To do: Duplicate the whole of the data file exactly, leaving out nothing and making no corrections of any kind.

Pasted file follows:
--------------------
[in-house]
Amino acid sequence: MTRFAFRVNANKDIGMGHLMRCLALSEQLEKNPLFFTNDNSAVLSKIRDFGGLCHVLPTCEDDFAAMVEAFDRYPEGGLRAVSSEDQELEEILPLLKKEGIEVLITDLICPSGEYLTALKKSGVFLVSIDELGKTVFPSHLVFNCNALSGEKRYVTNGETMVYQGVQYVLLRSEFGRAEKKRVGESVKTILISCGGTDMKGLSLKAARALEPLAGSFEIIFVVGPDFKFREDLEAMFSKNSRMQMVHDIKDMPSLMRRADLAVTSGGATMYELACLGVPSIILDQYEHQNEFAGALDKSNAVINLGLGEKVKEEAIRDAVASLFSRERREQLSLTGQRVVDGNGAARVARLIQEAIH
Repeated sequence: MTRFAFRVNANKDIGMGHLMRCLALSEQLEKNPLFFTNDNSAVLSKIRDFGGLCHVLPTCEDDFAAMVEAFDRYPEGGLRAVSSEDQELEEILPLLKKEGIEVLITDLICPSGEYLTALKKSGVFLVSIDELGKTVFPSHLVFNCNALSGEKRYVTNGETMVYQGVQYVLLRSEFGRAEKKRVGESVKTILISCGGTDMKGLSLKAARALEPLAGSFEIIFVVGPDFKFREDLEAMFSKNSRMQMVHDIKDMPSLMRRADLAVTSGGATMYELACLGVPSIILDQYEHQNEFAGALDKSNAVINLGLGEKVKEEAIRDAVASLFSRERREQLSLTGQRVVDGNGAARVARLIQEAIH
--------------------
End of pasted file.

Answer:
[in-house]
Amino acid sequence: MTRFAFRVNANKDIGMGHLMRCLALSEQLEKNPLFFTNDNSAVLSKIRDFGGLCHVLPTCEDDFAAMVEAFDRYPEGGLRAVSSEDQELEEILPLLKKEGIEVLITDLICPSGEYLTALKKSGVFLVSIDELGKTVFPSHLVFNCNALSGEKRYVTNGETMVYQGVQYVLLRSEFGRAEKKRVGESVKTILISCGGTDMKGLSLKAARALEPLAGSFEIIFVVGPDFKFREDLEAMFSKNSRMQMVHDIKDMPSLMRRADLAVTSGGATMYELACLGVPSIILDQYEHQNEFAGALDKSNAVINLGLGEKVKEEAIRDAVASLFSRERREQLSLTGQRVVDGNGAARVARLIQEAIH
Repeated sequence: MTRFAFRVNANKDIGMGHLMRCLALSEQLEKNPLFFTNDNSAVLSKIRDFGGLCHVLPTCEDDFAAMVEAFDRYPEGGLRAVSSEDQELEEILPLLKKEGIEVLITDLICPSGEYLTALKKSGVFLVSIDELGKTVFPSHLVFNCNALSGEKRYVTNGETMVYQGVQYVLLRSEFGRAEKKRVGESVKTILISCGGTDMKGLSLKAARALEPLAGSFEIIFVVGPDFKFREDLEAMFSKNSRMQMVHDIKDMPSLMRRADLAVTSGGATMYELACLGVPSIILDQYEHQNEFAGALDKSNAVINLGLGEKVKEEAIRDAVASLFSRERREQLSLTGQRVVDGNGAARVARLIQEAIH